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With Android TV, Google Turns Its Eyes to Larger Screens (Again!)

Rob Pegoraro
Tech Columnist
June 25, 2014

SAN FRANCISCO — Four years after its first venture into Web-connected TV ran aground, Google is making another run at the biggest screen in your home. Its new Android TV platform aims to make “smart” TVs as capable and current as smartphones and tablets.

Unlike the Google TV system that the company debuted in a technologically snakebit demo at the 2010 I/O conference, Android TV doesn’t try to replace your cable or satellite box and its button-infested remote. Instead, it’s all about streamlining your access to Web entertainment and games. 

(Cable and satellite operators will be able to build Android TV into their own boxes, but their history makes me doubt they’ll take Google up on that invitation.)

The Android TV interface looks like the tablet version of Google’s Play Movies & TV app, and is simple enough for an Android Wear watch to suffice as a remote control. Apps visible in the demo included that Google video source as well as Netflix, Plex (an app that streams your own media files to the TV), iHeartRadio, and even the food-delivery app Eat24.

You can search by voice with queries like “Oscar nominated movies from 2002.” (Unsaid: You’d have to search that far back to work around Hollywood’s habit of limiting the online availability of recent releases.) The system then lets you get lost in search results — for instance, looking for TV shows, movies, and interviews an actress has appeared in.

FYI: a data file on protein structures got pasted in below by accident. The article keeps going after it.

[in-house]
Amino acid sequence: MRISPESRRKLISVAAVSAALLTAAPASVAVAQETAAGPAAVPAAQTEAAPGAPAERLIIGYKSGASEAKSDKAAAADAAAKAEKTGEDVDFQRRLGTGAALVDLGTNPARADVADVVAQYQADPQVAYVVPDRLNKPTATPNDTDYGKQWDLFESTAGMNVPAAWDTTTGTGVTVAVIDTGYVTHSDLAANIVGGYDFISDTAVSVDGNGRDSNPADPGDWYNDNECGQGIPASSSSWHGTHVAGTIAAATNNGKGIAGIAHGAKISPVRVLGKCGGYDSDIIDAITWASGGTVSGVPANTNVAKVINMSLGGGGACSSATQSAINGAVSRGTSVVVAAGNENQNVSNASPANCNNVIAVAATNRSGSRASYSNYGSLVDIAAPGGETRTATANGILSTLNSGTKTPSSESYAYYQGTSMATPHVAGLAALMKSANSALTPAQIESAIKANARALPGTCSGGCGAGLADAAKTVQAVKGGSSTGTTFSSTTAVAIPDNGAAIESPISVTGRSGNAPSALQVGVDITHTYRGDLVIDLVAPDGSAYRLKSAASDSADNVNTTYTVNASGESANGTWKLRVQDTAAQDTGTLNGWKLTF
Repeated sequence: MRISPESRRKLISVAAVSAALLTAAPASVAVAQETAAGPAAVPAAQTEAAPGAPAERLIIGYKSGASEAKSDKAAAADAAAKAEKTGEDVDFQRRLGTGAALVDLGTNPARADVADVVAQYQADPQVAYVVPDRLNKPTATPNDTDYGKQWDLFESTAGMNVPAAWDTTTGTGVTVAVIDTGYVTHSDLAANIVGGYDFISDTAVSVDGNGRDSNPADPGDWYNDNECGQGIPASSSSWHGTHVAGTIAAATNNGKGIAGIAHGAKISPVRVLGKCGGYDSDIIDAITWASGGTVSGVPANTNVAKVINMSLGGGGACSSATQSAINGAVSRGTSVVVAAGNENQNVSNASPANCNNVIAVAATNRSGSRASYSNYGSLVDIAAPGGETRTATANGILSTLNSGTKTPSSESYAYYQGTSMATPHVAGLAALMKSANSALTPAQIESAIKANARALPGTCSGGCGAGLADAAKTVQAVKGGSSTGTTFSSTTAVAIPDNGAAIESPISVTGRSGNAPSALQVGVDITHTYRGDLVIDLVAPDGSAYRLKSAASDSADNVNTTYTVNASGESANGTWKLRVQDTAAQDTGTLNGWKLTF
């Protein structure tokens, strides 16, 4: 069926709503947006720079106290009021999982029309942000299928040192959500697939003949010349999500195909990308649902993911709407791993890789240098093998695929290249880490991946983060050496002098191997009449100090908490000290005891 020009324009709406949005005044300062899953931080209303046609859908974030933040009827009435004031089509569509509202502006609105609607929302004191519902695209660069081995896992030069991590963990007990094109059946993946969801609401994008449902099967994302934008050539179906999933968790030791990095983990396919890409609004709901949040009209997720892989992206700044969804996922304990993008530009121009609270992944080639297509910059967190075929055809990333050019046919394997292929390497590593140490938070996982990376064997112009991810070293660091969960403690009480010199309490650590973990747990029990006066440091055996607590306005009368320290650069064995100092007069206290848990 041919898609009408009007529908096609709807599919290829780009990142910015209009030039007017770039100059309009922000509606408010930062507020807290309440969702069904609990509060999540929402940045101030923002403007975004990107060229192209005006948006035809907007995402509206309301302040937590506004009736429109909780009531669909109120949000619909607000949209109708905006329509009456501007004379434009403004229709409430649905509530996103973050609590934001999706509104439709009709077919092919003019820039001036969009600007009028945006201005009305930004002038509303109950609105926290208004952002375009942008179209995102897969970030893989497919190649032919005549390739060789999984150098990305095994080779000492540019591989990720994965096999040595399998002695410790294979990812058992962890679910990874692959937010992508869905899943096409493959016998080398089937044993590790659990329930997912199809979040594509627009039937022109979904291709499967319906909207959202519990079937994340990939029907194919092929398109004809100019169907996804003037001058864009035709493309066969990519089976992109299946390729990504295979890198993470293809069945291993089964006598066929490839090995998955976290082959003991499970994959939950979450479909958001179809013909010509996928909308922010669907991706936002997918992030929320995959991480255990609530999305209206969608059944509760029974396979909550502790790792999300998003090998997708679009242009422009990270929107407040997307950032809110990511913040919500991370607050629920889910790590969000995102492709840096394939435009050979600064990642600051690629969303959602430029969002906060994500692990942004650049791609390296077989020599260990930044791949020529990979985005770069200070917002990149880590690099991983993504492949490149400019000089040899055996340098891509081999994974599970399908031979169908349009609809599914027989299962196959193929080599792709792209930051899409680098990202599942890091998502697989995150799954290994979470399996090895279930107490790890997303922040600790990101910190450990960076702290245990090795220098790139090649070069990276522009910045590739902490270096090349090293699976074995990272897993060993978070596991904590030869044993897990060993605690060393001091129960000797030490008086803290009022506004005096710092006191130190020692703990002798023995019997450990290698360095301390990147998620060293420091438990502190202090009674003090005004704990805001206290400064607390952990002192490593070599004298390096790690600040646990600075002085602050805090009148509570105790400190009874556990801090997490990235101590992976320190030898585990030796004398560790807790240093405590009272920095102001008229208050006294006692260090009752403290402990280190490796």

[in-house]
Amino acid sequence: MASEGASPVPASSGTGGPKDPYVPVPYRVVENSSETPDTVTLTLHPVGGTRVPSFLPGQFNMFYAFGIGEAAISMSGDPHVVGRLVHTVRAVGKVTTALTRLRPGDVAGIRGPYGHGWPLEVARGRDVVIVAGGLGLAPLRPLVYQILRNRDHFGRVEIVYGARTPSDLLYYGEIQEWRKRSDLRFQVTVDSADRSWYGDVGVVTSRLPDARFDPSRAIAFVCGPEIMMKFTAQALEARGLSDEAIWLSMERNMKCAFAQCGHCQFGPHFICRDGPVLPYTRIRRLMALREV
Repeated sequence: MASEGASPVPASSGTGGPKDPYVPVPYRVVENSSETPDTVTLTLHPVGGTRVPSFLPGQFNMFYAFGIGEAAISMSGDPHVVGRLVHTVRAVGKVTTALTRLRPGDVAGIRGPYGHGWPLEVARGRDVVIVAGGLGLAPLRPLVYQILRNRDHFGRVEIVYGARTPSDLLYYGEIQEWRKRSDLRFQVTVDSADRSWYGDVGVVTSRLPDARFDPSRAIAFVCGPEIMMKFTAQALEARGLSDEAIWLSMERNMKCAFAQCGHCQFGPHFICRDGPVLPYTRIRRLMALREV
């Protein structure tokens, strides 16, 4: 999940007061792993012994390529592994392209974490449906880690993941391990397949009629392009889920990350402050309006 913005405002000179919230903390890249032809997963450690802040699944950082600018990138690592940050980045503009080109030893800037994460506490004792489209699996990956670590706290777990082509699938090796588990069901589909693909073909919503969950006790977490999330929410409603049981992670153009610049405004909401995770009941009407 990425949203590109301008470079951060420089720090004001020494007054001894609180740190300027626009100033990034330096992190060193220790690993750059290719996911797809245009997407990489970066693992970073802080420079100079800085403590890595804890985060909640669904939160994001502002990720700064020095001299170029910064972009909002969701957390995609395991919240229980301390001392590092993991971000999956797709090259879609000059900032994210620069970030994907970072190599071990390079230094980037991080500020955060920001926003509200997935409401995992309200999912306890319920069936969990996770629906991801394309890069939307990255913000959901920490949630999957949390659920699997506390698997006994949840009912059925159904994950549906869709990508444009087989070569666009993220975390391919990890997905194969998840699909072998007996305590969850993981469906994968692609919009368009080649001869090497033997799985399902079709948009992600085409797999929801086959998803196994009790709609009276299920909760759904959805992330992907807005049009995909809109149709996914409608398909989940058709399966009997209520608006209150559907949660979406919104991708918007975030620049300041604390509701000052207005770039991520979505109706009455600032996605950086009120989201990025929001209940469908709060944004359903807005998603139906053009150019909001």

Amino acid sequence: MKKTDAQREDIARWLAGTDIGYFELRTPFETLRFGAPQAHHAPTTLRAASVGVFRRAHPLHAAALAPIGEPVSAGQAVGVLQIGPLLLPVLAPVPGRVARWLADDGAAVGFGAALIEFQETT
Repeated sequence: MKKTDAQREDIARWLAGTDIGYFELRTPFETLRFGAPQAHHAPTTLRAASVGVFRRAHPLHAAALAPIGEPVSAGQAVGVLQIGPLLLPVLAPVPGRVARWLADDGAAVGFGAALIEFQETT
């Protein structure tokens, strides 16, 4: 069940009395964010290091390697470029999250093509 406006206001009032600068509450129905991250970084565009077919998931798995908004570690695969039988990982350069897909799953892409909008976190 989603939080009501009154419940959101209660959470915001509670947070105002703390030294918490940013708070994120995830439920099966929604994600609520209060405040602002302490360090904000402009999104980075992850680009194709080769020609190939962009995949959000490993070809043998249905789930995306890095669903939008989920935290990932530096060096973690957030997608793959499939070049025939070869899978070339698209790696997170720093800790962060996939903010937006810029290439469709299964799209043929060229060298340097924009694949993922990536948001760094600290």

You’ll also be able to play games from the Play store, with your results linked to the same leaderboards you’d see in your phone or tablet’s versions of them.

Google touted support from component manufacturers across the industry but had fewer TV vendors to name: among U.S.-market big-name brands, only 2015 models from Sharp and Philips, with Sony apparently reserving Android TV support for its ultra-high-definition 4K sets. (Given that video format’s massive consumer-relevance problems, that seems like a bad idea.)

As for Chromecast, that popular Web-video-viewing pod is getting a couple of new features of its own. A visitor can “cast” videos or photos from her phone to your Chromecast without getting on your home WiFi. But the Chromecast will continue to need its own WiFi in that scenario — meaning you still won’t be able to use one over most hotel WiFi.

And if the absence of a screensaver on your TV has been bothering you, you’ll also be able to send a stream of background photos to a Chromecast from an Android or iOS device — a demo from an iPhone 5 marked the one major appearance of Apple devices in this keynote — or a variety of automatically curated Web feeds.

Email Rob at rob@robpegoraro.com; follow him on Twitter at @robpegoraro.